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LETTER TO THE EDITOR

Minimally Invasive Extracorporeal Technologies Perspective in Pediatric Cardiac Surgery

Ignazio CondelloI

DOI: 10.21470/1678-9741-2020-0471

Minimally invasive extracorporeal technologies (MiECT) are in great expansion in the literature and have an impact in adult cardiac surgery, however, a future challenge will be to expand MiECT to pediatric cardiac surgery. In the context of pediatric MiECT, there are not enough studies in the literature on this topic, which seems a paradox because the optimizations in cardiopulmonary bypass (CPB) are the essence on literature and practice in the pediatric approach during cardiac surgery. In pediatric cardiac surgery, body weight-adjusted miniaturized CPB circuits within a comprehensive blood-sparing approach can reduce transfusion requirements. Haemodilution resulting from mixing the patient's blood with a CPB crystalloid solution may be reduced to the extent that asanguineous priming becomes possible [1]. Therefore, we adopted asanguineous priming in our clinical routine [2]. However, optimizations in the traditional circuit, if on the one hand reduce the consumption of blood products, on the other, require the use of vacuum-assisted venous drainage (VAVD). VAVD is essential to reduce the length of the circuit, to place the oxygenating system and the venous reservoir at the child patient's height and to optimize venous return. We read with high interest the article “Impact of Vacuum-Assisted Venous Drainage on Forward Flow in Simulated Pediatric Cardiopulmonary Bypass Circuits Utilizing a Centrifugal Arterial Pump Head”, by Guimarães et al. [3]. The authors analyze the impact of VAVD on arterial pump flow in a simulated pediatric CPB circuit utilizing a centrifugal pump (CP) with an external arterial filter. The study concluded that the use of VAVD reduces arterial flow when a CP is used as the main arterial pump. The reduction in forward arterial flow increases as the vacuum level increases. The loss of forward flow is further reduced when the arterial filter purge line is kept in the recommended open position. The use of a minimally invasive extracorporeal circulation (MiECC) system would allow, in this context, to maximize the benefits already obtained with the optimized CPB, removing and eliminating the use of VAVD, roller pumps and blood-air interface (BAI). In a study by Kadner et al. [3], a total of 38 pediatric patients underwent surgical interventions for a variety of congenital heart diseases with MiECC. In these patients, MiECC perfusion was successfully performed in all patients (100%). Median patient age was 9.5 months (range 0.2-176 months) with a median weight of 8.1 kg (range 2.3-49 kg). For both MiECC types, no system-related technical complications were found. MiECT can be performed using standard techniques for closed and open cardiac procedures for the correction of a variety of malformations in neonates and children with good results and uneventful postoperative course.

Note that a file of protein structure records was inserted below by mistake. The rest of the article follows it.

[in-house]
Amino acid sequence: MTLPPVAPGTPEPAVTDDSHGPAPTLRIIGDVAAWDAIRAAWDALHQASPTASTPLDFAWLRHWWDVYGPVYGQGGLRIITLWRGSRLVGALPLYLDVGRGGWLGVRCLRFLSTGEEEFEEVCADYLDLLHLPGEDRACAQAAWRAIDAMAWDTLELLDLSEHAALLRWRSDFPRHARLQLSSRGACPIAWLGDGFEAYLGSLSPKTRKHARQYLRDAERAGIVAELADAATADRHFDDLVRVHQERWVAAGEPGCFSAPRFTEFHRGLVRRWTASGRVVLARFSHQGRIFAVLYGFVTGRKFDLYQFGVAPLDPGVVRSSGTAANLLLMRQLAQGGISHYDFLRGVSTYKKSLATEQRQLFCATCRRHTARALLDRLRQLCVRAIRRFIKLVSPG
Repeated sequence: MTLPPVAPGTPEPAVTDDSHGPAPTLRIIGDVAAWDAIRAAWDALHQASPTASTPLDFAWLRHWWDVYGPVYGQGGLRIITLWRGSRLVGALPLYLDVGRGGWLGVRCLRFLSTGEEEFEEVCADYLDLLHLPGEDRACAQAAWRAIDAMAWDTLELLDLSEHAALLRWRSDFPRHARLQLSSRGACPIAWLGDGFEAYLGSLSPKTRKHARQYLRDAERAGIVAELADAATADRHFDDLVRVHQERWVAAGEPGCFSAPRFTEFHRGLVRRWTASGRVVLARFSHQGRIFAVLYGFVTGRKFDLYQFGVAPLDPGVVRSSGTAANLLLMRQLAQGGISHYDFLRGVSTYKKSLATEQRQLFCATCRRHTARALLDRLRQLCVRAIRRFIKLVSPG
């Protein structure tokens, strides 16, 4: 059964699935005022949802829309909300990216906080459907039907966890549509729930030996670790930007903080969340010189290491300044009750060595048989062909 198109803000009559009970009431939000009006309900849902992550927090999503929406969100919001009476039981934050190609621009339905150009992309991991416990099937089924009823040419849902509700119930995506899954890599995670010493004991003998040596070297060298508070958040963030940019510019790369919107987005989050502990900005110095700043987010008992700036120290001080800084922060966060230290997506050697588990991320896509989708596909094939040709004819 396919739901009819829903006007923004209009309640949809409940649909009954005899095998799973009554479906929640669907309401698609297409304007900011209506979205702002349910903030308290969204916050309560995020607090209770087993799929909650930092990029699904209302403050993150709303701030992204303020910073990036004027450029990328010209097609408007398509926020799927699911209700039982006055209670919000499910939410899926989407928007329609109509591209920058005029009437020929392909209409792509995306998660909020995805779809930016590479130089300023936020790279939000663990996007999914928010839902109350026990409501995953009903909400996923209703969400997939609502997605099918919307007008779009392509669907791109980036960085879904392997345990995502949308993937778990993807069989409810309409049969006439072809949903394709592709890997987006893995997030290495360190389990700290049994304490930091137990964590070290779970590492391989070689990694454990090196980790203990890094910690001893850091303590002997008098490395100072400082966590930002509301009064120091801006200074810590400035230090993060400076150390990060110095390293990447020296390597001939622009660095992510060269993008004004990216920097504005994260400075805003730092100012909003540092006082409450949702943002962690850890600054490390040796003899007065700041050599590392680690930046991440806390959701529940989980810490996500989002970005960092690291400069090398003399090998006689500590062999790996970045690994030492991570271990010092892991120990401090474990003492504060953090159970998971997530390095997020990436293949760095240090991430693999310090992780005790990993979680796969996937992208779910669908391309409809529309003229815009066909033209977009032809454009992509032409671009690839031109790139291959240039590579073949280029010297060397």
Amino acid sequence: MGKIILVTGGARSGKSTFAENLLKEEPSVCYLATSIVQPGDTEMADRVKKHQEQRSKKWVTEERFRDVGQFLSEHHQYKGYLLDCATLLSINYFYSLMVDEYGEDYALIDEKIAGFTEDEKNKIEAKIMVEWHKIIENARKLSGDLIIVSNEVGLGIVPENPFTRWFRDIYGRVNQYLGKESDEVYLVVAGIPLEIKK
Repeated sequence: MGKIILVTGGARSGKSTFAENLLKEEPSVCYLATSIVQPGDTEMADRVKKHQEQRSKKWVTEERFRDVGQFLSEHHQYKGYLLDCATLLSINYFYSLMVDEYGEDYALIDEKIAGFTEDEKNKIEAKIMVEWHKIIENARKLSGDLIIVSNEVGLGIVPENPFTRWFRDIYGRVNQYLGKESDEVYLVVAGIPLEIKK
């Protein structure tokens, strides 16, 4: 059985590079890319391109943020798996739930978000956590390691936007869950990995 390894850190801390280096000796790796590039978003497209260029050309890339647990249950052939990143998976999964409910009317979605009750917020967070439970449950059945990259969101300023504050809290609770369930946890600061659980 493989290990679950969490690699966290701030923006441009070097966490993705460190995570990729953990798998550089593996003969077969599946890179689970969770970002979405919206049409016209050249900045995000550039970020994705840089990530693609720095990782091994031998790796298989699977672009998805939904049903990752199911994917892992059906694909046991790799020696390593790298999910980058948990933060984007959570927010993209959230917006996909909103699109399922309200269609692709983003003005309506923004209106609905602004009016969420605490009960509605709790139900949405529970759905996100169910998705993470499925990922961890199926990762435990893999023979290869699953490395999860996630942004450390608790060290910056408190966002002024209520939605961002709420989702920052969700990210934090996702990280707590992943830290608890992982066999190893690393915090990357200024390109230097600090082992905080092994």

REFERENCES


1. Boettcher W, Redlin M, Dehmel F, Graefe K, Cho MY, Habazettl H, et al. Asanguineous priming of miniaturized paediatric cardiopulmonary bypass circuits for congenital heart surgery: independent predictors associated with transfusion requirements and effects on postoperative morbidity. Eur J Cardiothorac Surg. 2018;53(5):1075-81. doi:10.1093/ejcts/ezx479. [MedLine]

2. Kadner A, Heinisch PP, Bartkevics M, Wyss S, Jenni HJ, Erdoes G, et al. Initial experiences with a centrifugal-pump based minimal invasive extracorporeal circulation system in pediatric congenital cardiac surgery. J Thorac Dis. 2019;11(Suppl 10):S1446-52. doi:10.21037/jtd.2019.01.95. [MedLine]

3. Guimarães DP, Caneo LF, Matte G, Carletto LP, Policarpo VC, Castro AVCX, et al. Impact of vacuum-assisted venous drainage on forward flow in simulated pediatric cardiopulmonary bypass circuits utilizing a centrifugal arterial pump head. Braz J Cardiovasc Surg. 2020;35(2):134-40. doi:10.21470/1678-9741-2019-0311. [MedLine]

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